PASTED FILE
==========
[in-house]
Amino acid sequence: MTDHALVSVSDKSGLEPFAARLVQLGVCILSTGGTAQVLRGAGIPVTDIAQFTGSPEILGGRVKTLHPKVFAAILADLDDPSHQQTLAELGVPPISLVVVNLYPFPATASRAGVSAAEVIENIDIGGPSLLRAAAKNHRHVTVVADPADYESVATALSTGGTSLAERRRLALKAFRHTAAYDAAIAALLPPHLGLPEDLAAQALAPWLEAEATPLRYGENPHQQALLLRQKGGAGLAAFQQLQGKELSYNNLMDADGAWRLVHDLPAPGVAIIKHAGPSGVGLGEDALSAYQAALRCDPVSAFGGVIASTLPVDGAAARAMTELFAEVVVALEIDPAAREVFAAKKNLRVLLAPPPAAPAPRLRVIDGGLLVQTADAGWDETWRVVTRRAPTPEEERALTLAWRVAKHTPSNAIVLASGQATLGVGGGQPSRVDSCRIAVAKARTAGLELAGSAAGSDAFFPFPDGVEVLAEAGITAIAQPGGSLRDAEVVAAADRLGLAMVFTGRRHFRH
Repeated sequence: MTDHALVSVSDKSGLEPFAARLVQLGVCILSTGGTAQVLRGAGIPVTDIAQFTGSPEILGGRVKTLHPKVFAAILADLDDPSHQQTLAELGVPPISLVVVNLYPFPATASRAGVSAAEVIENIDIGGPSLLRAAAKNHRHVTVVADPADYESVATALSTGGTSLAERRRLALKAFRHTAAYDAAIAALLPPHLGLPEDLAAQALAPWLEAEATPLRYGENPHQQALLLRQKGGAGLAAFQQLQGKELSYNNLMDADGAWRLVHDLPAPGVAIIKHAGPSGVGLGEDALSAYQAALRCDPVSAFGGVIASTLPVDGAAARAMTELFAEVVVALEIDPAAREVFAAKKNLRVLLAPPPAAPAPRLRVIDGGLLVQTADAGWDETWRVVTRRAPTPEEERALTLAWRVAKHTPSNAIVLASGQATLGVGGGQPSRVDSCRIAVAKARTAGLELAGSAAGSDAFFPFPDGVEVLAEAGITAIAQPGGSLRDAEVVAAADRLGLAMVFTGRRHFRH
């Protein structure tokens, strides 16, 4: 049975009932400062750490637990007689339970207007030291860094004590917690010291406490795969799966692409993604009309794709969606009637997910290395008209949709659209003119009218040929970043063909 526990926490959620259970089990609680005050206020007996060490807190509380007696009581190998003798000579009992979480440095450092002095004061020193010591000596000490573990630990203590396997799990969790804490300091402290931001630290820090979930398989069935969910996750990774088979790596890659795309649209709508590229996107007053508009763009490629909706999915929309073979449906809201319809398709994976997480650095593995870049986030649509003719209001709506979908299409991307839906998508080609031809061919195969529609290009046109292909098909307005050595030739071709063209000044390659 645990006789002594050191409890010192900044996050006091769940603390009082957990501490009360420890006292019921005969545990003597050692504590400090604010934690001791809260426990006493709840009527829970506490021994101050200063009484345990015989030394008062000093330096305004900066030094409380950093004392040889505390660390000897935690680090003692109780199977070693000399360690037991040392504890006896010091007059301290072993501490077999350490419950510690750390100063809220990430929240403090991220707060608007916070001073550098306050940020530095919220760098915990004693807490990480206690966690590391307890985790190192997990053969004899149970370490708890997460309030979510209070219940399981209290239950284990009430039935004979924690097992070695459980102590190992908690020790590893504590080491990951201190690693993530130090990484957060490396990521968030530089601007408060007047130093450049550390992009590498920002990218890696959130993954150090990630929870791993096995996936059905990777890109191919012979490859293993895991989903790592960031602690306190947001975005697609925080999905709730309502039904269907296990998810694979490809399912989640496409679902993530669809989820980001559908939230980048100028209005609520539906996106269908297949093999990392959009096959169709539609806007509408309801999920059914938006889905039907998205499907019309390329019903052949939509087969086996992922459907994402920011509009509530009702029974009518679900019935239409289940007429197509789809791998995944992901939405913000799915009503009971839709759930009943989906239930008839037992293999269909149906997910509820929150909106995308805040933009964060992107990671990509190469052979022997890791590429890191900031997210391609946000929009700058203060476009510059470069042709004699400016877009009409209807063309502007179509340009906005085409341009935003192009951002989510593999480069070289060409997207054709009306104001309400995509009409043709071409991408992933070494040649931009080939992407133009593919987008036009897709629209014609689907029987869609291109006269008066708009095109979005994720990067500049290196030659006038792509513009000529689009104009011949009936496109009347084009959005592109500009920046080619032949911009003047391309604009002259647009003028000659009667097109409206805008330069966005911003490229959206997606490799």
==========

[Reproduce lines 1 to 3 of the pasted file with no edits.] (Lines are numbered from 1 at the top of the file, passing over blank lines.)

[in-house]
Amino acid sequence: MTDHALVSVSDKSGLEPFAARLVQLGVCILSTGGTAQVLRGAGIPVTDIAQFTGSPEILGGRVKTLHPKVFAAILADLDDPSHQQTLAELGVPPISLVVVNLYPFPATASRAGVSAAEVIENIDIGGPSLLRAAAKNHRHVTVVADPADYESVATALSTGGTSLAERRRLALKAFRHTAAYDAAIAALLPPHLGLPEDLAAQALAPWLEAEATPLRYGENPHQQALLLRQKGGAGLAAFQQLQGKELSYNNLMDADGAWRLVHDLPAPGVAIIKHAGPSGVGLGEDALSAYQAALRCDPVSAFGGVIASTLPVDGAAARAMTELFAEVVVALEIDPAAREVFAAKKNLRVLLAPPPAAPAPRLRVIDGGLLVQTADAGWDETWRVVTRRAPTPEEERALTLAWRVAKHTPSNAIVLASGQATLGVGGGQPSRVDSCRIAVAKARTAGLELAGSAAGSDAFFPFPDGVEVLAEAGITAIAQPGGSLRDAEVVAAADRLGLAMVFTGRRHFRH
Repeated sequence: MTDHALVSVSDKSGLEPFAARLVQLGVCILSTGGTAQVLRGAGIPVTDIAQFTGSPEILGGRVKTLHPKVFAAILADLDDPSHQQTLAELGVPPISLVVVNLYPFPATASRAGVSAAEVIENIDIGGPSLLRAAAKNHRHVTVVADPADYESVATALSTGGTSLAERRRLALKAFRHTAAYDAAIAALLPPHLGLPEDLAAQALAPWLEAEATPLRYGENPHQQALLLRQKGGAGLAAFQQLQGKELSYNNLMDADGAWRLVHDLPAPGVAIIKHAGPSGVGLGEDALSAYQAALRCDPVSAFGGVIASTLPVDGAAARAMTELFAEVVVALEIDPAAREVFAAKKNLRVLLAPPPAAPAPRLRVIDGGLLVQTADAGWDETWRVVTRRAPTPEEERALTLAWRVAKHTPSNAIVLASGQATLGVGGGQPSRVDSCRIAVAKARTAGLELAGSAAGSDAFFPFPDGVEVLAEAGITAIAQPGGSLRDAEVVAAADRLGLAMVFTGRRHFRH